Yet who would have guessed then the NASCAR guys were getting off easy. Formula 1 officials caught team McLaren using leaked secret data from its main rival, Ferrari, and levied a $100 million fine. Now that's racin'.
And speaking of running off with other people's cash, has anybody heard from David Beckham lately?
Pick almost any day on the calendar Sept. 17, O.J. Simpson arrested on kidnapping and assault charges; June 17, Durham, N.C., District Attorney Mike Nifong disbarred over the Duke lacrosse case and somebody was caught doing something bad, apologizing or rationalizing (or in radio personality Don Imus' case, all three).
The year started and ended with tragedy, and sometimes the innocent paid the price.
Just two hours into the new year, 24-year-old Broncos cornerback Darrent Williams was killed in a drive-by shooting not far from a Denver nightclub where he quarreled with friends. Last month, Washington safety Sean Taylor was gunned down in the bedroom of his home in Miami. His loss was keenly felt by family and friends who remembered a young man they believed had turned his life around. Fellow players remembered Taylor as a formidable foe, according him the unprecedented posthumous honor of a slot on the league's All-Pro team.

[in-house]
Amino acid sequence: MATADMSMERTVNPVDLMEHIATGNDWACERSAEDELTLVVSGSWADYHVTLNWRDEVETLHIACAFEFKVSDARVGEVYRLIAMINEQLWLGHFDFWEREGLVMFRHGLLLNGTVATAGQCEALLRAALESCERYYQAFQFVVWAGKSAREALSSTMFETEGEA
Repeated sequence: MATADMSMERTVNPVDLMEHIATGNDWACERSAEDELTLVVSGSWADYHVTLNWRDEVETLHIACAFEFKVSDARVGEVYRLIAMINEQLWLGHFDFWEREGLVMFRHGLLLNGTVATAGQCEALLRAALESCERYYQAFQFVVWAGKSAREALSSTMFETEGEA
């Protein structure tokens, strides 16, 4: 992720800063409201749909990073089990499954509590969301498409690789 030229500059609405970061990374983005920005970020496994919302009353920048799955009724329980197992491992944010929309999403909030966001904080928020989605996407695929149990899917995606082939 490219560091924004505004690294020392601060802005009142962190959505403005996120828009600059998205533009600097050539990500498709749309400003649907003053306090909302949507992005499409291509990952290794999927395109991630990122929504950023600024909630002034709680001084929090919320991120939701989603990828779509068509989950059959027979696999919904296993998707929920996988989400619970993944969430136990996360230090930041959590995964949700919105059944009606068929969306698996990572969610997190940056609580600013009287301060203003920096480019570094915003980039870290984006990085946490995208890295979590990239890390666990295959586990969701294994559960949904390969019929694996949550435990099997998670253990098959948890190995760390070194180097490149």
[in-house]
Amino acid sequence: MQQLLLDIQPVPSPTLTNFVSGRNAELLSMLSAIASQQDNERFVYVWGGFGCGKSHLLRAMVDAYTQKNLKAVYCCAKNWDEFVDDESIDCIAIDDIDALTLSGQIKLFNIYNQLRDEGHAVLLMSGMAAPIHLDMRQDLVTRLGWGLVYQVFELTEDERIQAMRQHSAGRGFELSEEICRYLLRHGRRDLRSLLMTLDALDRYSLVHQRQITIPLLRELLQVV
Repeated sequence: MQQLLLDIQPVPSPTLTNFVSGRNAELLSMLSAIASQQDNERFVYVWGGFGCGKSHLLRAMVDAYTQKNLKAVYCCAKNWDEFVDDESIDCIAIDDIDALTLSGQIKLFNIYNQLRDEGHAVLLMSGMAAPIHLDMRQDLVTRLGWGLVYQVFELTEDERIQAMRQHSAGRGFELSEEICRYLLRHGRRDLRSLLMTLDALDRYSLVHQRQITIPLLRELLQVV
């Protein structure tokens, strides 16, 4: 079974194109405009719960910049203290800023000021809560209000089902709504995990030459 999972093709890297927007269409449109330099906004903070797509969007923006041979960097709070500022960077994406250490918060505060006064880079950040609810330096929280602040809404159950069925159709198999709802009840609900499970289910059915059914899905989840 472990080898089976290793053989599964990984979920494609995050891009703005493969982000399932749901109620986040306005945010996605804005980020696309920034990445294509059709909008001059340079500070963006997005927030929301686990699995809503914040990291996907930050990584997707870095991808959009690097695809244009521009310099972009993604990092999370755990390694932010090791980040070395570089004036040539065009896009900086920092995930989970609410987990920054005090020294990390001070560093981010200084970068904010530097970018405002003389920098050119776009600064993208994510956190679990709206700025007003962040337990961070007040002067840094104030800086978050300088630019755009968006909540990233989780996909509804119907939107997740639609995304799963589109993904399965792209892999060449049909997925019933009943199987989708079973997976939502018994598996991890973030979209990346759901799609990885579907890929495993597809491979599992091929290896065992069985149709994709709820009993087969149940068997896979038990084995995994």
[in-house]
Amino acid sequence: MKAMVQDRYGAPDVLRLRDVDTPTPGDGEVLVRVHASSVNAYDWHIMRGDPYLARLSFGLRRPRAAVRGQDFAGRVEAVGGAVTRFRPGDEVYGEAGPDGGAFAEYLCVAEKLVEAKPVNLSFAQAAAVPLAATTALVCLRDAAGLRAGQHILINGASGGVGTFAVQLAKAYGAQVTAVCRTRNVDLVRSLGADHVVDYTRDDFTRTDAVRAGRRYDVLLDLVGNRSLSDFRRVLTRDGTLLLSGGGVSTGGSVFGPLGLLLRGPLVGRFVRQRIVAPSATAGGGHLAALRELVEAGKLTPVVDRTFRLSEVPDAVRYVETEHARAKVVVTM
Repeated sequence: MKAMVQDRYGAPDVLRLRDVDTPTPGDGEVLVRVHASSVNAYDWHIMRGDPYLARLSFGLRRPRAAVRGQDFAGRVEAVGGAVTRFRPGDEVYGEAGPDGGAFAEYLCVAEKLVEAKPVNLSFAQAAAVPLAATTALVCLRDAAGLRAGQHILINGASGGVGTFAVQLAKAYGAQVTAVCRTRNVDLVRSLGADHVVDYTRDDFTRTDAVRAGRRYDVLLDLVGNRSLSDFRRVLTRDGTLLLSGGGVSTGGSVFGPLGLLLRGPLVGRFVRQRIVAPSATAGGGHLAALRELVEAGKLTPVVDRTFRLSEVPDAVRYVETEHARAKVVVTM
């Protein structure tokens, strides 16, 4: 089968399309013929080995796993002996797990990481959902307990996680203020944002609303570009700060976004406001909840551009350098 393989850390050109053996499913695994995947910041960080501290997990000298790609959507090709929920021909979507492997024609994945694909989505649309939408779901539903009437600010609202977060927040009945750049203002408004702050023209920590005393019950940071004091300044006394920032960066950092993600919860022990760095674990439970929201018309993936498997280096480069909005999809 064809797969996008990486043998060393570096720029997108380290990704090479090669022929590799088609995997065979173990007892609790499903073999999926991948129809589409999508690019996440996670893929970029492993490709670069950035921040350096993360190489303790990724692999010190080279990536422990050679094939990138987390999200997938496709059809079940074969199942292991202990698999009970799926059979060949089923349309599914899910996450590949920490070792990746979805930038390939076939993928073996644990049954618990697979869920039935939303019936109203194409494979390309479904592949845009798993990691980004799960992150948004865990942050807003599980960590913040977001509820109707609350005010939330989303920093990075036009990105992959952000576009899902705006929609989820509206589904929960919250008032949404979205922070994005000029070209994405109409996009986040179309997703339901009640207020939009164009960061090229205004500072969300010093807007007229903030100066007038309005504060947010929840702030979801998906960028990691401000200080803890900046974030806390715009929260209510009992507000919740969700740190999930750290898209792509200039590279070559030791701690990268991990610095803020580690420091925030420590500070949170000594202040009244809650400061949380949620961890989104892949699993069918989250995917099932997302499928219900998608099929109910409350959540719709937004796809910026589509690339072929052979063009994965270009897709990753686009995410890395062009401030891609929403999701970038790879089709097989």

At the other end of the spectrum, 88-year-old Grambling football coach Eddie Robinson, his legacy already secured, lost his nearly decade-long battle with Alzheimer's disease in April. Four months later, 49ers coach Bill Walsh died at age 75, his influence and wisdom celebrated by disciples who gathered at a memorial service from every corner of the NFL and college football.
It wasn't a great year for animals, either. The sickening revelations that led to Vick's indictment, plea and 23-month sentence in a federal prison shocked even those fans used to seeing the league's stars and stand-ins alike turn up on police blotters. In late January, a much quieter but equally sad story came to a bitter end when struggling 2006 Kentucky Derby winner Barbaro was euthanized.
"Grief," said Gretchen Jackson, Barbaro's co-owner, "is the price we all pay for love."
Even so, fans found a few things worth loving.